The first hydrogen fuel cells [HFC], much like the first mobile phones, were large, bulky, and expensive. Technologies in various fields, such as metallurgy, electronics, and chemistry, have made the mobile phone, not only smaller, but more available than ever before.
With the advent of the smartphone, battery and smartphone manufacturers have been working to increase the power output of the batteries and reduce the drain on those batteries. It’s a never ending battle, that always ends with someone plugging in the charger.
Although still in various stages of development, HFCs have found their way into concept vehicles, portable power generators, even the space shuttle. Just like mobile phones have decreased in size and increased in power, exponentially even, HFCs, using advanced materials, have gotten smaller and more manageable.
A new micro-HFC, developed by researchers at Yale University, could possibly be developed to power personal electronics, including mobile phones, laptops, or tablet computers, eliminating the need to plug-in.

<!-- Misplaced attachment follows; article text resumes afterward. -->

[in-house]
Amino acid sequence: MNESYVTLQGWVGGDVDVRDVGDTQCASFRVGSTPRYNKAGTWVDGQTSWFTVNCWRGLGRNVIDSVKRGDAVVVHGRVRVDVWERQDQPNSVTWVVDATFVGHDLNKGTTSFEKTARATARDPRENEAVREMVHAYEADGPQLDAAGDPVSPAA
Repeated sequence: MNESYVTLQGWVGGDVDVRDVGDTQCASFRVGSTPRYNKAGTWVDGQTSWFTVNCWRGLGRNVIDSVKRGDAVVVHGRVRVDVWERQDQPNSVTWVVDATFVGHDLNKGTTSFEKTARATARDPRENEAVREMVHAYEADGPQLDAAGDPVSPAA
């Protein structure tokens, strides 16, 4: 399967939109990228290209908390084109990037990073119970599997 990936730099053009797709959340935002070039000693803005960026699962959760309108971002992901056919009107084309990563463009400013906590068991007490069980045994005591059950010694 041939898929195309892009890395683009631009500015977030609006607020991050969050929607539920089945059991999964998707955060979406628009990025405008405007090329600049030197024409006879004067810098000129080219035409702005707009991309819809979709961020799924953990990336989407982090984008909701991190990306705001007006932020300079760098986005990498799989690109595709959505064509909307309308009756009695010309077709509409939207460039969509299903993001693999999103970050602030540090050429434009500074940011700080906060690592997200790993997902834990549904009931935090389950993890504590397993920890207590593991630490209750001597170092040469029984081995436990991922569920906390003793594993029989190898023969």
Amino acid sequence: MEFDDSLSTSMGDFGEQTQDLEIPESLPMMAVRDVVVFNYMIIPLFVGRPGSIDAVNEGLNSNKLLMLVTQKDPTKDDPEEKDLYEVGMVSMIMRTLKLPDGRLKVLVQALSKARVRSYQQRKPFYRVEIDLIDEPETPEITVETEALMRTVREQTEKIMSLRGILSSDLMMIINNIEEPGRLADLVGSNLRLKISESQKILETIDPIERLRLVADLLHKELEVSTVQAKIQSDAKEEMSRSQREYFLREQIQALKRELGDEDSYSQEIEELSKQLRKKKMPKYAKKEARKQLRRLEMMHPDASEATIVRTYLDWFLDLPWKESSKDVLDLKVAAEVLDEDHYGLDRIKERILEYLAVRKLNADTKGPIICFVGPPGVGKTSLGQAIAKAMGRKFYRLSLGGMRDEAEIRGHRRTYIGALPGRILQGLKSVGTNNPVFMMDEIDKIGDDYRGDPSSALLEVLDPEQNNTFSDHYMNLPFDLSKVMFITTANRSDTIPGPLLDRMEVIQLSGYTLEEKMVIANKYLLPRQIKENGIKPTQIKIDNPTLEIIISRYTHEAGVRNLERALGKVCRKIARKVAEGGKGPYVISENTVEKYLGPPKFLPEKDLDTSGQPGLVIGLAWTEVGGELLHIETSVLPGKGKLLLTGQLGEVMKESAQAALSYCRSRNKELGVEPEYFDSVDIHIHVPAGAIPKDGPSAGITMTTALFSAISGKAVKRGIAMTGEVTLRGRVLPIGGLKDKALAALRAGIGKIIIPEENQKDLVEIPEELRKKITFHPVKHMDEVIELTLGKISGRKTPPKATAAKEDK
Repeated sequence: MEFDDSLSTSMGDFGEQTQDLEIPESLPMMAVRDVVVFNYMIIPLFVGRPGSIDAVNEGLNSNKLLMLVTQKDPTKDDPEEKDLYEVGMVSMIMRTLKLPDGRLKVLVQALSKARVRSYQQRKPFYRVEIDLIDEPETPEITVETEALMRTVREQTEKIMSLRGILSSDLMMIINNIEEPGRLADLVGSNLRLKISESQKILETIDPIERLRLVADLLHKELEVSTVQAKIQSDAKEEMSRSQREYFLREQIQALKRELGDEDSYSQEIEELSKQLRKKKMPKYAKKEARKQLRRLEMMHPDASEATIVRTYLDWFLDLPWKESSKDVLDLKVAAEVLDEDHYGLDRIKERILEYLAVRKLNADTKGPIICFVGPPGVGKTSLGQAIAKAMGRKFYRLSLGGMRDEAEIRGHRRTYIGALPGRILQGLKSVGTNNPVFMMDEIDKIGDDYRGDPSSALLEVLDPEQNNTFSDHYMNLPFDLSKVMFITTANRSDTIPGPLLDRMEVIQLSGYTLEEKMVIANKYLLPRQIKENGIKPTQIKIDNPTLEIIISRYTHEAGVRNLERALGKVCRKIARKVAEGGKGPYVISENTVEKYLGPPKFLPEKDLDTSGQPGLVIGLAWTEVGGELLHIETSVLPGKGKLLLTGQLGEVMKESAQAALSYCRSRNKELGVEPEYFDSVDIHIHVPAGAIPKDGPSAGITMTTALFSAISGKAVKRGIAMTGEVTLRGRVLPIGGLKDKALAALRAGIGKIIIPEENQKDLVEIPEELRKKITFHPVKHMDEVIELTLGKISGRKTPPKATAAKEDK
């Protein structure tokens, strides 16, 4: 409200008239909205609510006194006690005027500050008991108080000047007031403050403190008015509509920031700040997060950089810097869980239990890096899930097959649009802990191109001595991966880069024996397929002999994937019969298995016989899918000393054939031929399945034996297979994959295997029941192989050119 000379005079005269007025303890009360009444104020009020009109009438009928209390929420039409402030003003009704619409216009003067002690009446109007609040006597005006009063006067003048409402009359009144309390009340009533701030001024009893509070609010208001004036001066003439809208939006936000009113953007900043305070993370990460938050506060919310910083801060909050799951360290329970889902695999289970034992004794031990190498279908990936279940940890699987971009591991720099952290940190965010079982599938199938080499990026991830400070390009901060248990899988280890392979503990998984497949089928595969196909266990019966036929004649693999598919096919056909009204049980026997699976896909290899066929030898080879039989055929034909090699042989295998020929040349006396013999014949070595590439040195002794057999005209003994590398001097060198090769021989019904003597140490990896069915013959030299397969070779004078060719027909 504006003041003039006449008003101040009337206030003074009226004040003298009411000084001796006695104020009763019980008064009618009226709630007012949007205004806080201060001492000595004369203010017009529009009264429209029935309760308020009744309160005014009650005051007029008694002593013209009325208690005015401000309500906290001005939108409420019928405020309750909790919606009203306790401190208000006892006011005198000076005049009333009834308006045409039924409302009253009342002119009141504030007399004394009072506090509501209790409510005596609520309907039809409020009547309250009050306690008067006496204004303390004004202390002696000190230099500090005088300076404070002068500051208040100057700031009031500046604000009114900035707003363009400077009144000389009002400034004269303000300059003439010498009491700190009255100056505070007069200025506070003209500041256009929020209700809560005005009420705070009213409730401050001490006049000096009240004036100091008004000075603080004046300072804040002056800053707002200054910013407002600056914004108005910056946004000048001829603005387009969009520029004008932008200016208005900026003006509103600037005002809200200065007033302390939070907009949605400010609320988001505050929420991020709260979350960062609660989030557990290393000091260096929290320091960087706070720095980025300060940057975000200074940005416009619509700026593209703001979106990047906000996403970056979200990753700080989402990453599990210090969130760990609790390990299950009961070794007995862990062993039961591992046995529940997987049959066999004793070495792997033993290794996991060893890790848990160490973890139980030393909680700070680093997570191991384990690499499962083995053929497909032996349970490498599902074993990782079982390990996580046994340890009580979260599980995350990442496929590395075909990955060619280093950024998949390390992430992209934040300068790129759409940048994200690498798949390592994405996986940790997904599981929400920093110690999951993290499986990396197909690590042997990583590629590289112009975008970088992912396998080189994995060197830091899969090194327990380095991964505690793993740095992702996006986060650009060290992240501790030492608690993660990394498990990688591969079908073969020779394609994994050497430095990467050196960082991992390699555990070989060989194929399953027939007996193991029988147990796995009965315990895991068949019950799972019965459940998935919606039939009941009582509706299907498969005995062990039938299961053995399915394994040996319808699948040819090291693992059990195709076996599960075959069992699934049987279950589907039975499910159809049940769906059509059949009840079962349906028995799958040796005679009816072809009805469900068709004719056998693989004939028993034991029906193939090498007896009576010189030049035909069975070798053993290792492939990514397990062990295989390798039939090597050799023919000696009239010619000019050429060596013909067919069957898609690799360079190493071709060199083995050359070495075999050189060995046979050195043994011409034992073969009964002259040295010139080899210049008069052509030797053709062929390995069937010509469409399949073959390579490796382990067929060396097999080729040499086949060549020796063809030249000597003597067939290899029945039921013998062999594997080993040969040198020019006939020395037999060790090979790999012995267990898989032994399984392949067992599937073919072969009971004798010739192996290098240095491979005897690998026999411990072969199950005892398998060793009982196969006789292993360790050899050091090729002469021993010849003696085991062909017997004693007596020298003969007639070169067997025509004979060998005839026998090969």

Utilizing a material known as “bulk metallic glass,” including zirconium and platinum compounds, Yale’s prototype fuel cell only measures 3cc and has a measurable output, which researchers are working on increasing. The key to the new materials, that they are strong yet flexible, makes them ideal for the hazardous conditions in your average pocket.
“These amorphous metal alloys are amazing materials that can be easily shaped into both large and small nanostructures, yet retain suitable properties for a wide range of electrochemical applications,” Yale chemical and environmental Professor Andre D. Taylor said.